Phil Telfeyan Speaks about his Suit against Money Bail

Jeff Adachi (right) poses next to Phil Telfeyan (left) and Vanguard Director David Greenwald (center)
Jeff Adachi (right) poses next to Phil Telfeyan (left) and Vanguard Director David Greenwald (center)

Saturday night marked a successful Vanguard Court Watch event with San Francisco Public Defender Jeff Adachi as the keynote speaker.  Phil Telfeyan discussed the lawsuit against bail reform filed in federal court by his group, Equal Justice Under the Law, which challenges the monied bail system.  A panel discussion also featured the ACLU’s Mica Doctoroff and Jessica Bartholow from the Western Center on Law & Poverty.

In his talk, Phil Telfeyan discussed the plight of his client – a woman with no criminal record and responsible for the care of her 80-year-old grandmother.  Because of the bail put on her, she would have had to come up with $15,000 in bail.  She needed immediate release from custody, Mr. Telfeyan explained, and the bail bonds people allowed her to come up with just $1500 but she would have to pay back the full $15,000 bail at the highest rate of interest allowed under the law.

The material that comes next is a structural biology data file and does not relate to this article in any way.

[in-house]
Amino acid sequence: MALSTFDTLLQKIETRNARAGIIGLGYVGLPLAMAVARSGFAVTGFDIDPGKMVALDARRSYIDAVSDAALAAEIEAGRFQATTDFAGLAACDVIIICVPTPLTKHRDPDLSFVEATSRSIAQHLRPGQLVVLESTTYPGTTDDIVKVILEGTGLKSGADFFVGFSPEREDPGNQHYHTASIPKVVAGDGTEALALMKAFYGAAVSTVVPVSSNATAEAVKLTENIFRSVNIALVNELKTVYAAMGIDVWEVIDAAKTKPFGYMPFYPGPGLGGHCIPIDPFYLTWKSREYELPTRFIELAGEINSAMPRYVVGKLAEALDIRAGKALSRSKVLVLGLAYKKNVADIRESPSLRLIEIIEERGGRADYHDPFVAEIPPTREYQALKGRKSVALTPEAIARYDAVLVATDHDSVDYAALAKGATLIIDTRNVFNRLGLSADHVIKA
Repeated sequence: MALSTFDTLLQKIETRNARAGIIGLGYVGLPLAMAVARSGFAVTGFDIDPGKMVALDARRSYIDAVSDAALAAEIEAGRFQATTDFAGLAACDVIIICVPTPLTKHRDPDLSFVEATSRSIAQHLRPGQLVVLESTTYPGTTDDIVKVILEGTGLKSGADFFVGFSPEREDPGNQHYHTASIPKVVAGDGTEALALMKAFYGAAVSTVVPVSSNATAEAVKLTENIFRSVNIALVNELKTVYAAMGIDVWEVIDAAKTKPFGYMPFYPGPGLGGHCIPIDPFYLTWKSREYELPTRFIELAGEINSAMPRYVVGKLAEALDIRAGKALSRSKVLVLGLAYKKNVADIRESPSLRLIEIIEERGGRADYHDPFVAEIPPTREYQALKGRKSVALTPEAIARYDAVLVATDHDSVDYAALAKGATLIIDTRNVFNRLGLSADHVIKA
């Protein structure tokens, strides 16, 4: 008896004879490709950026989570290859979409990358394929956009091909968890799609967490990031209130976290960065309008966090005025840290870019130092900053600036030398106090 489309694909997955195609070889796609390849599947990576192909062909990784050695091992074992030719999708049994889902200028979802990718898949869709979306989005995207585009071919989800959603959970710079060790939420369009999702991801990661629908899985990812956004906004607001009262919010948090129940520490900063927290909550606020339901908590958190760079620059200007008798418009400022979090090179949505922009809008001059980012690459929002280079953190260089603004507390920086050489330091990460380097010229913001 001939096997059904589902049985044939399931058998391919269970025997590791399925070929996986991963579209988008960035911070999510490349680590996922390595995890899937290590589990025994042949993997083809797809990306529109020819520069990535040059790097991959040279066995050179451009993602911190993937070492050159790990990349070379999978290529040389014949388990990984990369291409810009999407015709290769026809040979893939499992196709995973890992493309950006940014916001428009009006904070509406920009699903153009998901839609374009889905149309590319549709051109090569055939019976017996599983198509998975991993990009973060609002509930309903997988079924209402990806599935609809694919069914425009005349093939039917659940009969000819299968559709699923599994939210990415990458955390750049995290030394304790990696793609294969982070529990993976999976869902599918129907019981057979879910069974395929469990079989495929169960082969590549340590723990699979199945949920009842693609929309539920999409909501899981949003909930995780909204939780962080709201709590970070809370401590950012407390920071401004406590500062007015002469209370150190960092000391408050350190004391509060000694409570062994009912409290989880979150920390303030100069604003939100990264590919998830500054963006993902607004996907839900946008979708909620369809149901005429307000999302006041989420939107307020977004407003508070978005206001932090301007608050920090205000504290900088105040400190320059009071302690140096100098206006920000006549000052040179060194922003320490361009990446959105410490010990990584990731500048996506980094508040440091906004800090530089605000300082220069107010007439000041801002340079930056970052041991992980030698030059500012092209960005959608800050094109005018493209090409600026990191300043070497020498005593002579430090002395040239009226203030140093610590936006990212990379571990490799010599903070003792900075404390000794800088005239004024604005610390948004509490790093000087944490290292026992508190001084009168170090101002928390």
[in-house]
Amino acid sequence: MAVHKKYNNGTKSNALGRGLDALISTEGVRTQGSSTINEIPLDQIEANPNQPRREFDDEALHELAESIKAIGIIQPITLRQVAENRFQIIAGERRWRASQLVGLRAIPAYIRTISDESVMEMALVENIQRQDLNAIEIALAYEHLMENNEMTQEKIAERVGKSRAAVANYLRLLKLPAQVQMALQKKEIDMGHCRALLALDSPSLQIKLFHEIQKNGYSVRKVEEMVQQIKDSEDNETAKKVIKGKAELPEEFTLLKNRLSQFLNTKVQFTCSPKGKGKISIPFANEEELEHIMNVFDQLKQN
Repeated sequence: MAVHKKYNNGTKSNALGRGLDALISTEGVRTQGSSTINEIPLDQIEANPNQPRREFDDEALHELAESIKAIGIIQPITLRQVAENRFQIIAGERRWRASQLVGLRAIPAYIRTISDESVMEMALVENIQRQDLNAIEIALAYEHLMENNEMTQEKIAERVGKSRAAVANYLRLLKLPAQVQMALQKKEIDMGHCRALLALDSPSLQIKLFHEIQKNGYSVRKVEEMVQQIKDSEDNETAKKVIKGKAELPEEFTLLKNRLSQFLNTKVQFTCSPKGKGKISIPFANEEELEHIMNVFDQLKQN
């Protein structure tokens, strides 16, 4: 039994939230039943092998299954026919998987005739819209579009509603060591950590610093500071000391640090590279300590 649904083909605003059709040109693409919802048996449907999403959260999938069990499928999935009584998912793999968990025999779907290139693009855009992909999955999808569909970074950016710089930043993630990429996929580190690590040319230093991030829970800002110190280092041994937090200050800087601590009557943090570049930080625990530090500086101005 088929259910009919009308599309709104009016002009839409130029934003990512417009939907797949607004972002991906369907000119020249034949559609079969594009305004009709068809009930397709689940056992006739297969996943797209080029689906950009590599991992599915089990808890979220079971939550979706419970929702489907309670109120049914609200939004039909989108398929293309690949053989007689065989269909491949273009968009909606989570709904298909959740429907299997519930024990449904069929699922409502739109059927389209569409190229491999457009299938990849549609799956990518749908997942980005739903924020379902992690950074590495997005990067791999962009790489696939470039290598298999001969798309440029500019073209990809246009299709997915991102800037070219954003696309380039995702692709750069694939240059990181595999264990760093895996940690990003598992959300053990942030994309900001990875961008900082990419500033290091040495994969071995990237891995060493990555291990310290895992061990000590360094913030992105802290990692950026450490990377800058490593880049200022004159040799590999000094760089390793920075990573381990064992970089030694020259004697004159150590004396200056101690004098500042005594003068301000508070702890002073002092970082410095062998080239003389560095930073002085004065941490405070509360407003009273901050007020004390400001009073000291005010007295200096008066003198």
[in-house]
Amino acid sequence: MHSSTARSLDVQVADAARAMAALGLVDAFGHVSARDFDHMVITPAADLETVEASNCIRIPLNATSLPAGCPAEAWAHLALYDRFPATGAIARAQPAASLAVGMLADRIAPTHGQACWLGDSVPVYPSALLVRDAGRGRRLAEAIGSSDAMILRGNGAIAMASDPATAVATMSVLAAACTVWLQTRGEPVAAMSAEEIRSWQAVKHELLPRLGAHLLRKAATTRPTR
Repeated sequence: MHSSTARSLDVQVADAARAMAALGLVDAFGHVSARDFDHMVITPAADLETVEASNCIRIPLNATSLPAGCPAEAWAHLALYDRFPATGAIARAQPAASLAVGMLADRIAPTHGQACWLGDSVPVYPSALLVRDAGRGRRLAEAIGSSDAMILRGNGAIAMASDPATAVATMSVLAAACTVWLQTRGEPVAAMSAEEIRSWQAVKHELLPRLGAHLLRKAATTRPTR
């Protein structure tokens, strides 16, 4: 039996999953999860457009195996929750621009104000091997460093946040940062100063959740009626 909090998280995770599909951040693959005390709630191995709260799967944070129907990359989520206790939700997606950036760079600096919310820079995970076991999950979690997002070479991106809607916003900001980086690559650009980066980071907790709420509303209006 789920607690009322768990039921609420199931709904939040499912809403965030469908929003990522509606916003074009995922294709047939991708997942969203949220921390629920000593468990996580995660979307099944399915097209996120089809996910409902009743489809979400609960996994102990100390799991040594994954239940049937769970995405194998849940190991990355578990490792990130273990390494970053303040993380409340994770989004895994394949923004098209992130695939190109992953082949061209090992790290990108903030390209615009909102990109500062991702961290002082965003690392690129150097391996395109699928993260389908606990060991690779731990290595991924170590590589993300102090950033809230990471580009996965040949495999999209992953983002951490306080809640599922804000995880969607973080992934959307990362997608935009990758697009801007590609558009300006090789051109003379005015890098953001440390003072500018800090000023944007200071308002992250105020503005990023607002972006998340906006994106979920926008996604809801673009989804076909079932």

Amazingly, the case against her was exceedingly weak and the San Francisco District Attorney’s office dropped the charges – but that did not end her bail obligations to pay back the debt.  Now she and her family are having to pay $200 a month for years.

The Vanguard audience, thanks to Sunny Shine’s agreement to match all money raised, raised $436 for this woman and Ms. Shine matched that to raise the donation to $872, which can allow her to not have to make payments for four months.

This troubling case raises the need for bail reform.

Here are the remarks of Phil Telfeyan:

About The Author

David Greenwald is the founder, editor, and executive director of the Davis Vanguard. He founded the Vanguard in 2006. David Greenwald moved to Davis in 1996 to attend Graduate School at UC Davis in Political Science. He lives in South Davis with his wife Cecilia Escamilla Greenwald and three children.

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  1. Davis Progressive

    for those wondering why the issue of bail is important, listen to the video and the story that telfeyan tells – and remember that woman’s life is ruined and she committed no crime that she was convicted of.

  2. Alan Miller

    I’m convinced.  I was unaware (probably because I’ve never had a direct or indirect touch with the system) that you still had to pay your 10% if you were not convicted.  That would be a difficult push for someone who is living paycheck-to-paycheck, as most people do.  This sounds like the bail equivalent of confiscating property at drug raids before a conviction, and allowing the sale to enhance government budgets.  I’d like to hear the “con” argument (from someone other than a bail bondsperson).

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